In a familiar hand, she read:
THE MAYOR’S GALA IS A TRAP. DON’T GO.
She peered down the street but the stranger had disappeared into the sea of people.
“I’m not comfortable with this, Dorian,” Davis Shaw whispered to his son. He didn’t want to alert anyone to his son’s plan to play Cops and Robbers during the biggest event he would probably experience. The great hall was swarming with decorators and local volunteers, readying the space for the following night. “Dad,” Dorian said. Davis stepped closer to his son and hissed into his ear. “You’re asking me to let a criminal steal a precious valuable in the home of the most respected figure in the city. Surely, you can understand my apprehension.”
“I promise, I have everything under control.”
“How come someone hasn’t come to, I don’t know, debrief me or the mayor? What kind of security measures are being taken?”
“Dad,” Dorian said, turning to face his father and grabbing him by the shoulders. “Relax. Everything is already in place. The sting will be handled swiftly and with such care that you or the guests will know it ever happened.”
The lie seemed to placate the senior Shaw, who went off to double check the rest of the arrangements. In reality, Dorian was flying solo and blind on the mission. He had alerted security of a credible threat and (after showing his credentials) insisted on coverage for all the exits for the entire evening. As he made another walkthrough, his phone buzzed in his pocket; upon first glance, he saw it was Deputy Director Dorson’s fourth call. “Not now,” he whispered to himself as he silenced the phone. He turned around to see Dorson, standing before him, phone in hand. “Seems like an important call,” she said sarcastically. Dorian felt as if his stomach had dropped down to his feet. “Deputy Director…”
“Can I speak with you? Alone?” she said before walking towards the alcove beneath the grand staircase. “HOW DARE YOU SET UP A STING OPERATION WITHOUT INVOLVING THE AGENT IN CHARGE OR YOUR COMMANDING OFFICER?!” she hissed, nearly pinning him to the wall. “I’m sorry, ma’am, but I…” Dorian began before she held up her hand to stop him. “Never, in my tenure at the Bureau, have I seen such blatant disregard and disrespect for authority, even after a slew of warnings and second chances. Give me one reason why I shouldn’t suspend you WITHOUT PAY upon review and recommendation of termination,” Dorson continued in a low voice.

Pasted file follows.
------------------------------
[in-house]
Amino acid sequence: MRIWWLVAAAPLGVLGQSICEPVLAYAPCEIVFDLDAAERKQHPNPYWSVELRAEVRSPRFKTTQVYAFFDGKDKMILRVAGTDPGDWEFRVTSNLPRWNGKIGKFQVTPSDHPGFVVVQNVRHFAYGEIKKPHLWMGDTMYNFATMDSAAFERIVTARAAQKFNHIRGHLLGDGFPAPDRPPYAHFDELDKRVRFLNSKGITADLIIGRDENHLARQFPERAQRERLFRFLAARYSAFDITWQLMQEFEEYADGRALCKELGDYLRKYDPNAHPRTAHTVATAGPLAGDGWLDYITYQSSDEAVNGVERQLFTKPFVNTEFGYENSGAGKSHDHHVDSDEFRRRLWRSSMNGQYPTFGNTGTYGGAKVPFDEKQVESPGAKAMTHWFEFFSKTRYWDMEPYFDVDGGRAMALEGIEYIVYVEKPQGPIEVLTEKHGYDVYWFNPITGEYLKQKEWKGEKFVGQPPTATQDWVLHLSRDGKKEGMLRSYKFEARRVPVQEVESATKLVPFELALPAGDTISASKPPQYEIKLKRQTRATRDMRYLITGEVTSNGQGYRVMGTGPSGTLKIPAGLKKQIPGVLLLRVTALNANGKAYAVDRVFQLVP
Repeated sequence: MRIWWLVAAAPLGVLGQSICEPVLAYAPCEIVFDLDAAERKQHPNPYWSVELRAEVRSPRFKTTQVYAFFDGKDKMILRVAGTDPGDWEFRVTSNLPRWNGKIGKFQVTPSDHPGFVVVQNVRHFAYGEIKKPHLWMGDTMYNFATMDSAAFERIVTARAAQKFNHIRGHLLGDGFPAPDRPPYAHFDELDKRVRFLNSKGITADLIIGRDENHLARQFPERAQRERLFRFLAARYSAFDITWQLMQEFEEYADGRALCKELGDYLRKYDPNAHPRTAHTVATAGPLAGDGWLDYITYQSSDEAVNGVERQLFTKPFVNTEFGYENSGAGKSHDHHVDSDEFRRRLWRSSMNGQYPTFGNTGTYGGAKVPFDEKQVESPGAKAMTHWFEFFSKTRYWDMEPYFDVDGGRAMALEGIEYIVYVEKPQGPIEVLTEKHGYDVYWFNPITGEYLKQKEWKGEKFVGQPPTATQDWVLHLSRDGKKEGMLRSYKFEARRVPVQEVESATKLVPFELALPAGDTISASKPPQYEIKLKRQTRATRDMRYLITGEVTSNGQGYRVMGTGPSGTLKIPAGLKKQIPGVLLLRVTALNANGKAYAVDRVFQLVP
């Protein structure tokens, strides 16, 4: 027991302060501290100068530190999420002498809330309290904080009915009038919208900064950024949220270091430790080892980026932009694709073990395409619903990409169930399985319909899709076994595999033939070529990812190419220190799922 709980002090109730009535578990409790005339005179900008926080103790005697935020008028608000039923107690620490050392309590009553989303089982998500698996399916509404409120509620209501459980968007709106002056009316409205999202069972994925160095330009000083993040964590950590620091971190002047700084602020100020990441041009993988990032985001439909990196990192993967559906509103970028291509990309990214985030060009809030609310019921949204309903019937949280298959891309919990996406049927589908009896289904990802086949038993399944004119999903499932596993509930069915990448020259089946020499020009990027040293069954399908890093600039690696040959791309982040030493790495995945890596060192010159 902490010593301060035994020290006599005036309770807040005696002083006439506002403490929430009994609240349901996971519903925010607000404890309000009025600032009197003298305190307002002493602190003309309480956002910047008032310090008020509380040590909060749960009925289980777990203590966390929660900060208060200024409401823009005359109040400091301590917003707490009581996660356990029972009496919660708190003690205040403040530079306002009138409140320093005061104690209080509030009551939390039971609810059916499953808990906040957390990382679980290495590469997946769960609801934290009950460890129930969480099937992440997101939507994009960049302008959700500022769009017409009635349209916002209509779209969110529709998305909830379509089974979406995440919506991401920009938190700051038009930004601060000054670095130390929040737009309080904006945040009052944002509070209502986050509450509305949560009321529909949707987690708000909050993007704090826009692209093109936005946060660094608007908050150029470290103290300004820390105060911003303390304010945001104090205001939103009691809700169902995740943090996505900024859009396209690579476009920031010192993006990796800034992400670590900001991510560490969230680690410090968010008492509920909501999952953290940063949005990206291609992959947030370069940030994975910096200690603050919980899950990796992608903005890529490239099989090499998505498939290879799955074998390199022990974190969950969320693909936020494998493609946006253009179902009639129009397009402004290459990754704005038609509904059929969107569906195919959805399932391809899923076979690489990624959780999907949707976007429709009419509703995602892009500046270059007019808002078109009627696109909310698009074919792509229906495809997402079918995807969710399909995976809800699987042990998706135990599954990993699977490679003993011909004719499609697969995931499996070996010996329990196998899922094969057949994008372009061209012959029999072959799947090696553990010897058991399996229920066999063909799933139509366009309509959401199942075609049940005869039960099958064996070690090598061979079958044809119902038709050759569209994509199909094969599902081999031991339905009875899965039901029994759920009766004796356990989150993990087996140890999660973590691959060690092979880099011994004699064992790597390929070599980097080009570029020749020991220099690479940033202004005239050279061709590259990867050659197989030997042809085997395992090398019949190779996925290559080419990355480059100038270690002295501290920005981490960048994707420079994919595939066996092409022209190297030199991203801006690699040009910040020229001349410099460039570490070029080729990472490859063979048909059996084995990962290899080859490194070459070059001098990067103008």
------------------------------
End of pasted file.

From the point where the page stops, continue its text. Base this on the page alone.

“I know this is complete unorthodox but….”
“Unorthodox?! This is completely unprecidented!”
“I’m going with my gut here. You know I wouldn’t jump headfirst like this without being absolutely sure.”
Dorson scoffed as he tried to reassure her. “I’ve done all the pertinent research. I’m 100% sure that something is going down tomorrow night. You know I’m a bloodhound. I just need you to trust me.”
“You WERE a bloodhound, Shaw. Now, you’re a loaded gun in the hands of a child. I don’t know what to expect out of you anymore and frankly, I cannot stick my neck out any farther for you.”
“Ok, I’ll make you a deal. If I don’t make an arrest tomorrow, you can take my badge and put me on leave. Fire me, stick me in a padded room, if that’s what you desire.”
“You’re that confident?”
“I am,” Dorian said. Dorson thought for a moment, before pointing a finger into his chest. “I’m sending backup, Sanchez and his team. One fuck up, ONE and you’ll be praying for that padded room.”
Dorian had to admit: it was the perfect excuse to keep him busy.
It felt as if they had been sitting together for hours, but 17 minutes had only passed since Dorian walked into the room. Dr. Wilhemina Harris stared at him through her cat eyed glasses, legs crossed at the knee and a notepad balanced in her lap. Dorian was, what she defined as, a textbook pessimist; he never believed in therapy or “shrinks”. Culturally, Dorian was raised to believe therapy was a waste of money. If you couldn’t “pray” your problems away, you bottle them and push them down until you developed an ulcer. He cleared his throat loudly and dramatically, as he silently prayed she would just give up the stalemate and let him leave. “So…tell me about the case you’re on,” Dr. Harris said as she patted her notebook. “That’s classified,” he said flatly. “I’m actually qualified to any information involving case files. I do work for the FBI as well,” she said. Dorian folded his arms, subconsciously on the defensive.